You’re not alone. Right now, at the end of the phone line, there is someone waiting to talk to you… wanting to talk to you. This very minute, you can call or even text, and someone who cares will pick up the phone or reply to your text.
Pick up the phone. Please. Call 1-800-273-8255 or text 838255. The person who responds will listen to anything you want to say. They will talk with you for as long as you need. You can say as much or as little as you would like. They will not leave you until you want them to, and they can connect you to others who are willing to do exactly the same. Regardless of your age, gender, or sexual orientation, there is someone out there who truly wants to help you.
If you are afraid you might be an immediate danger to yourself, call 911 or go to the local emergency room. First, you will be assessed. Then you will be given a treatment plan, which may consist of inpatient or outpatient therapy, depending on your needs. If you can, take someone you trust with you to act as your advocate and sounding board when it comes to communicating and making decisions. You should also take your identification, insurance information, and a list of all medications you are currently taking.
You’re not alone. Depression is the leading cause of disability in the U.S. for people ages 15 to 44 and affects more than 15 million of your fellow American adults. That’s nearly seven percent of the population. The symptoms and effects of depression are mental, physical, and social. While these effects vary from person to person, they can include increased irritability, poor performance at work or school, exhaustion, withdrawal, and substance use or abuse.
Many of those who are dealing with major or persistent depression also experience suicidal thoughts. While no one knows exactly how many people struggle with suicidal ideation, an estimated one million people attempt suicide each year. Suicide is the 10th leading cause of death in the United States. But it doesn’t have to be.
You’re not alone. Every single day, you encounter people who have been right where you are. Hurt, confused, overwhelmed, sad, lonely, scared. You pass them on the street. You see them acting in TV shows and movies. You may even sit next to them at the dinner table. Depression does not discriminate. People of all ages, races, and walks of life suffer from it. We just don’t talk about it.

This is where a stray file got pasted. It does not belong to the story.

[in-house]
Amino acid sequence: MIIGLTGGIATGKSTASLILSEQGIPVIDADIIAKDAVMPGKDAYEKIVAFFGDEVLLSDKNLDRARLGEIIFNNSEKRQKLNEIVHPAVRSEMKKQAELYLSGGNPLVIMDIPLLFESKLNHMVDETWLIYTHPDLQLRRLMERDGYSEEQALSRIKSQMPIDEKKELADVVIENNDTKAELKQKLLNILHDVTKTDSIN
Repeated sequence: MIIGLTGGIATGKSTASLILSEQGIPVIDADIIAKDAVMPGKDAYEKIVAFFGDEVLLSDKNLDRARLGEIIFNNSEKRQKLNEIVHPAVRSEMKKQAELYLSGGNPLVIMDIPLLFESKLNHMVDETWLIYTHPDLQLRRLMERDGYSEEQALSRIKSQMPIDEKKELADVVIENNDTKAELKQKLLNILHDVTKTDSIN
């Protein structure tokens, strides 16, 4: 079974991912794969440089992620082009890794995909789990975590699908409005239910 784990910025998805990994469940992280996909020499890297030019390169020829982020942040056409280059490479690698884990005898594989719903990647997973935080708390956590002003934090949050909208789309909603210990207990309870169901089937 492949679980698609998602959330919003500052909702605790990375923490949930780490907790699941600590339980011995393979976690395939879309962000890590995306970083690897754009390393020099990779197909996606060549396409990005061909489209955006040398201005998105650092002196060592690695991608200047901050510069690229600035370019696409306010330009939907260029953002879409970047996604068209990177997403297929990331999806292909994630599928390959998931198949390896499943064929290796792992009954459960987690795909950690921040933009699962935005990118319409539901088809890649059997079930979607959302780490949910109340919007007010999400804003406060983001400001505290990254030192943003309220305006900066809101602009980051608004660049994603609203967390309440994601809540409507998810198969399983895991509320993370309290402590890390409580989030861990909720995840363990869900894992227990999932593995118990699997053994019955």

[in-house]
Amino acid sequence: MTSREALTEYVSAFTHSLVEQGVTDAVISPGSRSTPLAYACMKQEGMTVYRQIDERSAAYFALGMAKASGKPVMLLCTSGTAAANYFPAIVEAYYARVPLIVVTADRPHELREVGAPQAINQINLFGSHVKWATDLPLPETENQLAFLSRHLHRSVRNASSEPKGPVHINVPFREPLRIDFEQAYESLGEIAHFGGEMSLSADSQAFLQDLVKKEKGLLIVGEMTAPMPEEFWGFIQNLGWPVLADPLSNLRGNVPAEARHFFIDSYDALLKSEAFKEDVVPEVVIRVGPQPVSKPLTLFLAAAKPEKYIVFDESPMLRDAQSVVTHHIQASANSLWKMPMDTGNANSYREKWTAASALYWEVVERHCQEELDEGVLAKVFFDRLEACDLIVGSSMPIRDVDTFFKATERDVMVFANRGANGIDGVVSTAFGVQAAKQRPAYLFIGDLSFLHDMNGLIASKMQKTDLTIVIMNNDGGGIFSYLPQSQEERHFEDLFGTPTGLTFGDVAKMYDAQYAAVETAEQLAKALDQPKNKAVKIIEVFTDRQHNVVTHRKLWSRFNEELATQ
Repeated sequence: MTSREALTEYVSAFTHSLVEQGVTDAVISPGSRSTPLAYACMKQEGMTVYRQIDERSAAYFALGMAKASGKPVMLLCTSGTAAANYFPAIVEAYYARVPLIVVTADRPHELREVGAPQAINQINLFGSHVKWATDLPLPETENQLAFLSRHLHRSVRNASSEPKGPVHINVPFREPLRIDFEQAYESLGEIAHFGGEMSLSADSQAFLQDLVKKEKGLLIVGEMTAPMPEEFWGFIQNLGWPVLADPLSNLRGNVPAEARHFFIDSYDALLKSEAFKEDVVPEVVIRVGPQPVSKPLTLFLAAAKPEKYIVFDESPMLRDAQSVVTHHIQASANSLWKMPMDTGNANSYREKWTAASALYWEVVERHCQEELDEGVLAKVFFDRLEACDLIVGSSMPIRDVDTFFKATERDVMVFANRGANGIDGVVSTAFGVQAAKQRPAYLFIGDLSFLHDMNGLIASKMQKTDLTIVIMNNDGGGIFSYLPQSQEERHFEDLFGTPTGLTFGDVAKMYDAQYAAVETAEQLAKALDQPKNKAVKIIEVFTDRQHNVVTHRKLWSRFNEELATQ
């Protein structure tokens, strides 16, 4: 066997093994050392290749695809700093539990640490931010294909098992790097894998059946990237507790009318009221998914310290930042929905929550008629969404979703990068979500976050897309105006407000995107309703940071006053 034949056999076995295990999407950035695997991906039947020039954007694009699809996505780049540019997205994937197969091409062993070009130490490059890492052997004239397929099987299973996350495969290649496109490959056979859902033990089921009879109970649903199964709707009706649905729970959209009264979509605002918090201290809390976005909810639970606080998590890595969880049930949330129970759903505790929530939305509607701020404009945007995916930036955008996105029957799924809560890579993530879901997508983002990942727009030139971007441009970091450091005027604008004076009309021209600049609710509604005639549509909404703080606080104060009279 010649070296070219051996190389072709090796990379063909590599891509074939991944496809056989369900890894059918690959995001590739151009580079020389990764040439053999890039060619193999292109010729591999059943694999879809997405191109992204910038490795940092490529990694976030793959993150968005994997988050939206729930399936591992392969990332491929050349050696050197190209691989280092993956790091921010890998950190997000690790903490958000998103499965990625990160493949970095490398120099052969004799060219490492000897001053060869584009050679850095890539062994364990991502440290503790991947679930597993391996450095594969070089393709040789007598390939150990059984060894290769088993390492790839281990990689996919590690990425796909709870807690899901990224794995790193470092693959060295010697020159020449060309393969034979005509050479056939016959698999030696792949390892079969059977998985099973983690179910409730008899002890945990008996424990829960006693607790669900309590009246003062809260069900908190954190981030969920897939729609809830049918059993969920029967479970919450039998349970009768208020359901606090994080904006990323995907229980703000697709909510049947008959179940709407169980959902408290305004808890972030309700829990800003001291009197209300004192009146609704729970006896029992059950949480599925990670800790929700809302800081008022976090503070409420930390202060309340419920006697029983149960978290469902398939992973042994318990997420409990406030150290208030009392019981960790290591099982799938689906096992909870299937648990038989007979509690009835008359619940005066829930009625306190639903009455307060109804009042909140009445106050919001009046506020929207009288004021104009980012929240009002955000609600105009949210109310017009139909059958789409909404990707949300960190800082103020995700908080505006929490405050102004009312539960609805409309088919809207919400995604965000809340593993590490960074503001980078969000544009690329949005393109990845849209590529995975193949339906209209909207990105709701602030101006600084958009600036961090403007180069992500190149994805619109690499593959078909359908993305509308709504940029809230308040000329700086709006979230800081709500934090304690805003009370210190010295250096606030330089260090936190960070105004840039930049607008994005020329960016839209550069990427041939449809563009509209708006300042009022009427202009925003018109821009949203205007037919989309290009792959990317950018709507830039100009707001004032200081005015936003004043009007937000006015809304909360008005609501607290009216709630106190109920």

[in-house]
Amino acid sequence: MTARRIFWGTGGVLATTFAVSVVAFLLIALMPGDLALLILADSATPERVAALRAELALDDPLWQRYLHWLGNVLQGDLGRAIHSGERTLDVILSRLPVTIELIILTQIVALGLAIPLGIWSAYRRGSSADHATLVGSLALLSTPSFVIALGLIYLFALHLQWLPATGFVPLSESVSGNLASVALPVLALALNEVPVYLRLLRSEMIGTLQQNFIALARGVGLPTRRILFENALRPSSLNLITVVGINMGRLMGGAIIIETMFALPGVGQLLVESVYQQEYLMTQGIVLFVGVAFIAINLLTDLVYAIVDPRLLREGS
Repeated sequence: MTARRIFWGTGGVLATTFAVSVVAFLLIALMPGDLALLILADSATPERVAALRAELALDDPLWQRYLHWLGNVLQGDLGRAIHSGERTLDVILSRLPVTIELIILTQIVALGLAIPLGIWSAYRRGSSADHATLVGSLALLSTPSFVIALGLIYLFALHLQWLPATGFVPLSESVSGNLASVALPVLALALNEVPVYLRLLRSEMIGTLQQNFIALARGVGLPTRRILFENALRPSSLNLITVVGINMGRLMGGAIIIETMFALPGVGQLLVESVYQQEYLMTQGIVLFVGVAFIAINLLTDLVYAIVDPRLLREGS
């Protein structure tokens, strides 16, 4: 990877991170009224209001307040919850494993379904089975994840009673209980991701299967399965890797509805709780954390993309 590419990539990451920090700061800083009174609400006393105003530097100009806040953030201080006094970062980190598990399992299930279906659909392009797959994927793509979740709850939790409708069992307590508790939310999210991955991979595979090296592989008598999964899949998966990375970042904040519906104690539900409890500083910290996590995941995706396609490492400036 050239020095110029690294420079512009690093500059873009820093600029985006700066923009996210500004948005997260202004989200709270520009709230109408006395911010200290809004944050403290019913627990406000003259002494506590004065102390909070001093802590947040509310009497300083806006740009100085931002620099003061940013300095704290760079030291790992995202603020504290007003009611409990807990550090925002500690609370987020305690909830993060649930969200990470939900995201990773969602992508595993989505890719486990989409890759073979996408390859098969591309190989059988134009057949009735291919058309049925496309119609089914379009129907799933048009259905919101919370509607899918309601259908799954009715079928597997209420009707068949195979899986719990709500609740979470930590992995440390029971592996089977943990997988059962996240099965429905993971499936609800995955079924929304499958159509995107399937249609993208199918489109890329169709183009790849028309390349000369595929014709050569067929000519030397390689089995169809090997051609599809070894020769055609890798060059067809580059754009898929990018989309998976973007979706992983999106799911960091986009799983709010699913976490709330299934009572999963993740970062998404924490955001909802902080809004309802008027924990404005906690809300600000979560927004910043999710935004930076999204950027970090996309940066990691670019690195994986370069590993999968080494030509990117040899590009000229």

But talking about it is actually one of the best things you can do to cope with long-term depression and suicidal thoughts. It can be someone close to you like a partner, family member, or friend. In most cases, you should also pursue a relationship with a professional counselor, psychiatrist, or psychologist.
Additionally, many people find that prescription anti-depressants can help ease some of the pain and reduce suicidal ideation. You can work with your doctor or care provider to develop a safety plan, a written document outlining what you’ll do when you have thoughts of hurting yourself. You should also ensure your home is a safe place by removing objects like guns, pills, and razorblades that you may use to self harm.
The thing about suicide is, your circumstances are unique to you. No one knows exactly how you feel. No one necessarily understands what you’re going through. No matter how much you choose to share, no one will be able to comprehend the pain you’re feeling… and no one will claim to. You may not even completely understand it yourself. But you’re not alone. Please don’t be afraid to get the help you need.